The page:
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The Court of Appeal, Lagos Division, has ordered the Nigeria Customs Service, NCS, to pay an account officer in the Akwa Ibom State Accountant-General’s office, Mrs Margaret Ukpe, N1 million for unlawfully putting her name on a wanted persons’ list published on the internet.
The NCS in a circular dated September 18, 2018, had placed Mrs Ukpe and four other officials of Akwa Ibom State Government on a watchlist in connection to a case of alleged conspiracy, money laundering and misappropriation of public fund and instructed all its Area Controllers to arrest them wherever they are sighted.
Vexed by the action of NCS, Mrs Ukpe through her lawyer, Dr. Charles Mekwunye, approached a Federal High Court in Lagos seeking, among other reliefs, a declaration that the NCS circular which was widely publicised constituted a gross violation of her fundamental rights guaranteed under the 1999 constitution and the African Charter on Human and Peoples Right and therefore illegal and unconstitutional.
In a judgment delivered on July 28, 2019, by Justice Mohammed Hassan, the lower court granted eight of the 10 reliefs sought by the plaintiff including an order restraining NCS from arresting her, but failed to award any damages against NCS or accede to her demand for public apology.
Determined to prove her case, Ukpe filed an appeal in 2019 against the Federal High Court judgment insisting that the lower court was wrong by not granting her monetary damages having held that her fundamental human right was breached.
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In a lead judgment delivered by Justice Abdullahi Bayero on July 14, the Appeal Court restated that the order for Mrs Ukpe’s arrest and detention by the NCS in 2018 amounted to a gross infringement on her fundamental human right.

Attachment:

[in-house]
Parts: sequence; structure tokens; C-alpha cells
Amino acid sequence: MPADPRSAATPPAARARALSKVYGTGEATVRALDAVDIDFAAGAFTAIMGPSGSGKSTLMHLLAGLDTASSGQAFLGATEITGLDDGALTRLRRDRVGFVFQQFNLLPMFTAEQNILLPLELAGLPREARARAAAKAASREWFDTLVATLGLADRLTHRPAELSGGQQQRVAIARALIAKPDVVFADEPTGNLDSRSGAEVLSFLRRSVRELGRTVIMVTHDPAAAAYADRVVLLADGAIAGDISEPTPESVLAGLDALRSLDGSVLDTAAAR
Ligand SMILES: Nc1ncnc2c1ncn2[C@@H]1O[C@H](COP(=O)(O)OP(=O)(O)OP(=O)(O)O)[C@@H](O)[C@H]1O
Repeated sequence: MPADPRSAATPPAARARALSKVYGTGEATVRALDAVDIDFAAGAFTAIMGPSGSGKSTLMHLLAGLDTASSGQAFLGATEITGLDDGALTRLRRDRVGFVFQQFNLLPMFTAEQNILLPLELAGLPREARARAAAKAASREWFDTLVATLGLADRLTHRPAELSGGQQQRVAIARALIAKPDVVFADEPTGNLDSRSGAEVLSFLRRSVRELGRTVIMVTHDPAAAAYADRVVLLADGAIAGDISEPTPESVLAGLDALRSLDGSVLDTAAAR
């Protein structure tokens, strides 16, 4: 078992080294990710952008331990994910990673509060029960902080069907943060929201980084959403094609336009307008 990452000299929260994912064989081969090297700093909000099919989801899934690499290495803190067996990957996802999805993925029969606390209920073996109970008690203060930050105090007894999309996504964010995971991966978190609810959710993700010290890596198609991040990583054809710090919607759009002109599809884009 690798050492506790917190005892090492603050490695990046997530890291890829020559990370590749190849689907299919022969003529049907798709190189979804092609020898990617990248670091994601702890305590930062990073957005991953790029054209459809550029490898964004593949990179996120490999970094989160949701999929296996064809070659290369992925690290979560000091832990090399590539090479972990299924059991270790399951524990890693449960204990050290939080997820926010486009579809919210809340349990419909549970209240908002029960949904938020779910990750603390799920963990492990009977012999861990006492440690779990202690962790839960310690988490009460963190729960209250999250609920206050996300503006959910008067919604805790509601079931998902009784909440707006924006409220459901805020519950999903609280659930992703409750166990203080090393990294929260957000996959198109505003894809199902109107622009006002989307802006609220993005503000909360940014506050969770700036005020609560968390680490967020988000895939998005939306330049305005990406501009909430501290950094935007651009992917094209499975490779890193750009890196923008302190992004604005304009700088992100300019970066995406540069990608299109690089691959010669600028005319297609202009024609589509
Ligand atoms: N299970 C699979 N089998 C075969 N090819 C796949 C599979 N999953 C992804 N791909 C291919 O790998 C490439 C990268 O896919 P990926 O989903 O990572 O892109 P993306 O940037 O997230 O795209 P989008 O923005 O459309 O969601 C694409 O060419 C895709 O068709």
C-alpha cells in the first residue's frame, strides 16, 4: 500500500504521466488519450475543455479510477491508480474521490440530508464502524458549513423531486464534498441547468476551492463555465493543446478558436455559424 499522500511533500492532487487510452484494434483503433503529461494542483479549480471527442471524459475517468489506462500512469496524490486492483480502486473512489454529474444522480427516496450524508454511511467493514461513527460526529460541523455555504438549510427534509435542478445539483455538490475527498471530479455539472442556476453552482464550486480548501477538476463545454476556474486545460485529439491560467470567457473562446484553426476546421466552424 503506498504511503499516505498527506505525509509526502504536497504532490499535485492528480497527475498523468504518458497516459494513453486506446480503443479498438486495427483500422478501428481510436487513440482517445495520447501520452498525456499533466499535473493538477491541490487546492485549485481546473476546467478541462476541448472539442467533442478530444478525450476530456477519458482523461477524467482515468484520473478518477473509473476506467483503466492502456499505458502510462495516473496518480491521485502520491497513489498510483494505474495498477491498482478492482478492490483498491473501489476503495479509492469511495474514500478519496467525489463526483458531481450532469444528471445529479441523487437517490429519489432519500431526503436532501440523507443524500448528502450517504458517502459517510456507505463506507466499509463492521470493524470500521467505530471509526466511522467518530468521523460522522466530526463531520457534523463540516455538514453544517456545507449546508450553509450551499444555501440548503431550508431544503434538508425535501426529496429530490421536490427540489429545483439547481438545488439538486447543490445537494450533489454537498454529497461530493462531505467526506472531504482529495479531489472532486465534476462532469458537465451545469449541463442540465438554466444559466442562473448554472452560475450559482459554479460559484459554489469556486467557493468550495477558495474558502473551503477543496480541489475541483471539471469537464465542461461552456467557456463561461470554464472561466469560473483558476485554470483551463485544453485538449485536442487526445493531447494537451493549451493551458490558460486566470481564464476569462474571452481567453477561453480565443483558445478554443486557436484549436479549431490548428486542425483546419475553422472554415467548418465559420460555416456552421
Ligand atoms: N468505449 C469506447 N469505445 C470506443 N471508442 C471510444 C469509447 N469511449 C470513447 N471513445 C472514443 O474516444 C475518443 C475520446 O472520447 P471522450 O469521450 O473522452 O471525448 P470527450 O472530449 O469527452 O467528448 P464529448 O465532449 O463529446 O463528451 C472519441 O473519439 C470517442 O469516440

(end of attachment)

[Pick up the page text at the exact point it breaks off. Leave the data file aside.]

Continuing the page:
The judge also faulted the decision of the Federal High Court not to grant the appellant monetary damages insisting that damages in compensation legally and naturally follow every act of violation of a citizens fundamental rights.
He held: “The law is trite and the case law on the issue is replete, that once the court has found that the fundamental rights of an applicant has been violated by the act/acts or conduct of the respondent, the applicant is entitled to compensation.
“From the available evidence as shown in the record of appeal and the findings of the lower court, the appellant’s right has been breached by the respondent.
“The lower court has the sacred duty to prevent the violation of citizen’s rights. This appeal is therefore meritorious and is hereby allowed.”
He subsequently ordered NCS to pay Ukpe N1 million as compensation for the unlawful and unconstitutional order for her arrest and detention and to also publish a full apology to her on the front page of two widely-read national newspapers.
Earlier, while dismissing the preliminary objection raised by NCS, challenging the jurisdiction of the court, Justice Bayero held that the matter was properly brought before the appellate court and that NCS can be sued contrary to the argument of NCS counsel.
Two other judges on the panel, Justice Obande Ogbuinya and Justice Frederick Oho also agreed with the lead judgment.